Kenya set to build a fertilizer manufacturing plant in two years

Africa Science News

By Lenah Bosibori

The Principal Secretary in the ministry of agriculture Dr Kiprono Rono has reaffirmed the government’s commitments to build a fertilizer manufacturing plant in the country in the next two years.

Speaking in Nairobi during the preparations meeting for Kenya to host The Africa Fertilizer and Soil Health Summit in Nairobi, Dr Ronoh said the plant is expected to reduce the fertilizer burden on farmers by at least 25 per cent.

“The government is in negotiation with private sector players, at least four of them expressing interest in putting up the manufacturing plant,” said Dr Rono.

Rono added that the challenge they are experiencing as a ministry is the fluctuation of the currency and if the country produces the fertilizer locally, it will help the country to gain.

“Kenya has sufficient demand that guarantees the return on first capital intensive investment, the statistics and the requirement for the 6.4 million farmers to grow food for this country and also for their livelihood, we are looking at a capital outplay of fertilizer alone of close to Sh 50 billion,” said Dr Rono.

Kenya becomes the second African Union member state to host the Summit since 2006 when the Summit was held in Abidjan 17 years ago.

“As a country we are proud to be the second African AU member to host this important gathering after 17 years, the 2024 African fertilizer and soil health summit is the continent’s largest this year,” said Dr Ronoh.

The Summit themed ‘Listen to the Land’ brings together over 2,000 stakeholders to evaluate the state of Africa’s soil health in a three days culminating dialogue and deal making, culminating with a high-level presidential Summit will be held from the 7th-9th of May at the Kenyatta International Convention Centre (KICC).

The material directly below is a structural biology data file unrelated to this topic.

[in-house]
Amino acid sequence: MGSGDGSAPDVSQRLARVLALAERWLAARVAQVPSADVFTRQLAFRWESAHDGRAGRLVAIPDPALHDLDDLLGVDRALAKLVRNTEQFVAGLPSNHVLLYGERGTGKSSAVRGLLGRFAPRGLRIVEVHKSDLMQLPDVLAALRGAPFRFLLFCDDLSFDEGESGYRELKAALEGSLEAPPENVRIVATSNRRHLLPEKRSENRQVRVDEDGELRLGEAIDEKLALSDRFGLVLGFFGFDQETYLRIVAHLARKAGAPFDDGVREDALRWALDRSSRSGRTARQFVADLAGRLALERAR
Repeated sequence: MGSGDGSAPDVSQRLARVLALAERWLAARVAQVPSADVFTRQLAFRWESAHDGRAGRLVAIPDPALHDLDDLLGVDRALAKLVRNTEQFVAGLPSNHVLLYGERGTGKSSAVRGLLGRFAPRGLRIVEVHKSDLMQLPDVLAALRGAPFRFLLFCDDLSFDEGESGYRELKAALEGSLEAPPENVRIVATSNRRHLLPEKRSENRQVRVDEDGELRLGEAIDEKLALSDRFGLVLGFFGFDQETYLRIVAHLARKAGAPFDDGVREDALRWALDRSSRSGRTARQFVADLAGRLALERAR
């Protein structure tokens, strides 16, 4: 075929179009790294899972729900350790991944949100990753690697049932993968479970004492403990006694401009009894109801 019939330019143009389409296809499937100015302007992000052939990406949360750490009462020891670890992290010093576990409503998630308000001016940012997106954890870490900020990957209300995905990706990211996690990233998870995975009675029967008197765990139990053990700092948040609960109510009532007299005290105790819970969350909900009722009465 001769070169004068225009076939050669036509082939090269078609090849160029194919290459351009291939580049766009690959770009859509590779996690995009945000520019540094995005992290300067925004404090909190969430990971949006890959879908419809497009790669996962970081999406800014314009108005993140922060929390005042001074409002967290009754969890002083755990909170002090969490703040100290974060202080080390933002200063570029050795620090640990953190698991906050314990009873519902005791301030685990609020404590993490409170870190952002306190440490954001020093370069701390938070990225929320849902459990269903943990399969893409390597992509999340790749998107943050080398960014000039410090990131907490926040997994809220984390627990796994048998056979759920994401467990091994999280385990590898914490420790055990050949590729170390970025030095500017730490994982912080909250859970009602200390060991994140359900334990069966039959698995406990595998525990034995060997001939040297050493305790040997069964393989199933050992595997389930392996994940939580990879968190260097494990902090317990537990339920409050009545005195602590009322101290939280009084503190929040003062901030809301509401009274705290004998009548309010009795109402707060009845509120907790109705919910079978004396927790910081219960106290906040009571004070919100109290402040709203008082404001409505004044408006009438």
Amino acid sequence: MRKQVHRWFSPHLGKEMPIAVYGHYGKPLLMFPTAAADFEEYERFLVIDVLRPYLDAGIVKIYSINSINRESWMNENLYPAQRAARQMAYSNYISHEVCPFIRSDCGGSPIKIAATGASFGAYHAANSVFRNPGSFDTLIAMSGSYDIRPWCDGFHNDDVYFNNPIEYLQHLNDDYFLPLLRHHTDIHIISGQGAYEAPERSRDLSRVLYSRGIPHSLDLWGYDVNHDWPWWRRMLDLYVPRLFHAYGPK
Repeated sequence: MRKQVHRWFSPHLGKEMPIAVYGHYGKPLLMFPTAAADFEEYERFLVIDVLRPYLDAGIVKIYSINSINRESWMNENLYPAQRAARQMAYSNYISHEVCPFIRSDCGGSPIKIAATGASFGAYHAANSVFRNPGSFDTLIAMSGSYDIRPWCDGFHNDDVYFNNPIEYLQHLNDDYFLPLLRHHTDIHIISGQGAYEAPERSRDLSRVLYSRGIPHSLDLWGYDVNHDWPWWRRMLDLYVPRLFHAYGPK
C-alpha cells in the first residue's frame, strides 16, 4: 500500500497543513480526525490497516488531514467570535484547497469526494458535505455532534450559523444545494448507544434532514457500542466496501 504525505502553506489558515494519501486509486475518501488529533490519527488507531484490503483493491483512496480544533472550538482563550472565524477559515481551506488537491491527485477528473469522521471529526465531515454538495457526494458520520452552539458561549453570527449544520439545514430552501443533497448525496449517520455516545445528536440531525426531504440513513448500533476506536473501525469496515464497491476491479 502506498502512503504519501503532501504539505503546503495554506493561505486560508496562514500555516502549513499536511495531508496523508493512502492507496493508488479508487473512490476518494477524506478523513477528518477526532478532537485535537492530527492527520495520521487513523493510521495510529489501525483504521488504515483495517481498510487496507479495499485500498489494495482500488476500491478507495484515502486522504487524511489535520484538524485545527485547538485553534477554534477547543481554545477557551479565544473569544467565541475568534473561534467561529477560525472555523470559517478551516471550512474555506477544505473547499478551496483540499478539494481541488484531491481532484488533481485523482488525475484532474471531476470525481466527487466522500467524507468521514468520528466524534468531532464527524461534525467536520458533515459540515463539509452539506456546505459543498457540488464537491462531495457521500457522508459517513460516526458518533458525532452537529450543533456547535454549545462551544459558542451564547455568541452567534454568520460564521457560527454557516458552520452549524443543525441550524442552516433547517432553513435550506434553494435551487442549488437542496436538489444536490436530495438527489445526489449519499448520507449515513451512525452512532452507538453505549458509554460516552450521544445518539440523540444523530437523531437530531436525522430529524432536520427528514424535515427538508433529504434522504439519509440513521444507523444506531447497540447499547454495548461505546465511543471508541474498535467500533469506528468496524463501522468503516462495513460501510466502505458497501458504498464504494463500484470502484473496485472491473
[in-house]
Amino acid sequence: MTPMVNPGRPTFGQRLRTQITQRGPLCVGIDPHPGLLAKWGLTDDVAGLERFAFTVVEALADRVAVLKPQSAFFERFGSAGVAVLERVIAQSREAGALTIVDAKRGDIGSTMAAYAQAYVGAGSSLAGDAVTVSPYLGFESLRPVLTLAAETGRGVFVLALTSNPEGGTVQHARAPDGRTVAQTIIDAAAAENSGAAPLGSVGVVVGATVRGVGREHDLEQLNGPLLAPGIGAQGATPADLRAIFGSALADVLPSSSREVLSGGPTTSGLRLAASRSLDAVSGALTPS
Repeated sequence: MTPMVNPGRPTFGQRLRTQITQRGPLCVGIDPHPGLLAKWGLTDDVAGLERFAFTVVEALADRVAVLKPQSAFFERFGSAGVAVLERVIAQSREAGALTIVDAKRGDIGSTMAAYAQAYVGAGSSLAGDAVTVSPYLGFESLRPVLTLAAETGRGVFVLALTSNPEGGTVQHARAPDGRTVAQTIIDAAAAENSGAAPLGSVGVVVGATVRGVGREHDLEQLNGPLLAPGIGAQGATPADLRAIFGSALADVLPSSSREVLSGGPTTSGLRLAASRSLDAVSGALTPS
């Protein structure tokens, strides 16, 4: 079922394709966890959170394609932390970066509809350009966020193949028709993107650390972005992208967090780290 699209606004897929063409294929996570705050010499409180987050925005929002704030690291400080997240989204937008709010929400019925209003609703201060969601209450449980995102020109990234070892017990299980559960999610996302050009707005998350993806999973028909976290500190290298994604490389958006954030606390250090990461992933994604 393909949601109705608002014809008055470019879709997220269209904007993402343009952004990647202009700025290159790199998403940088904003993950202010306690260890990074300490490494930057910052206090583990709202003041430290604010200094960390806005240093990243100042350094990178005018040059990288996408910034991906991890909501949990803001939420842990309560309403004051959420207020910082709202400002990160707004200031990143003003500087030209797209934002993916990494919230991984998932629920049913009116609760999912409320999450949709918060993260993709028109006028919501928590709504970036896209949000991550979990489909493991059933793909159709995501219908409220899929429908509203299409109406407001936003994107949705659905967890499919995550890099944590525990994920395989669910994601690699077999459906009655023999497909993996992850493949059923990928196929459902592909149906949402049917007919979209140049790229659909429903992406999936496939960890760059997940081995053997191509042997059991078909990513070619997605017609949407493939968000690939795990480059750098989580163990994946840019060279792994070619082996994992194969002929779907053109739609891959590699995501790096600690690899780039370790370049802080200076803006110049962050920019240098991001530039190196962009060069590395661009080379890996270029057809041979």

Expected from the Summit are four key priorities namely; Nairobi declaration, 10-year Action Plan, Soil Initiative for Africa document and Mechanism to finance the Action Plan.

The theme of the event; “Listen to the land” looks to explore the current condition of Africa’s soils with the mindset that multiple solutions – including fertilizers – exist and must be implemented rapidly to avert the worsening of situations.

On her part, Josefa Leonel Sacko Commissioner for Agriculture Rural Development, Blue Economy and Sustainable Environmental (ARBE) of the African Union Commission, said that many African countries heavily rely on imports particularly fertilizer leaving them vulnerable to market shocks.

“We all remember the ongoing Russia and Ukraine crisis and the need to be food sovereignty in Africa by raising a lot of activities to feed the 2.4 million by 2050,” said Sacko.

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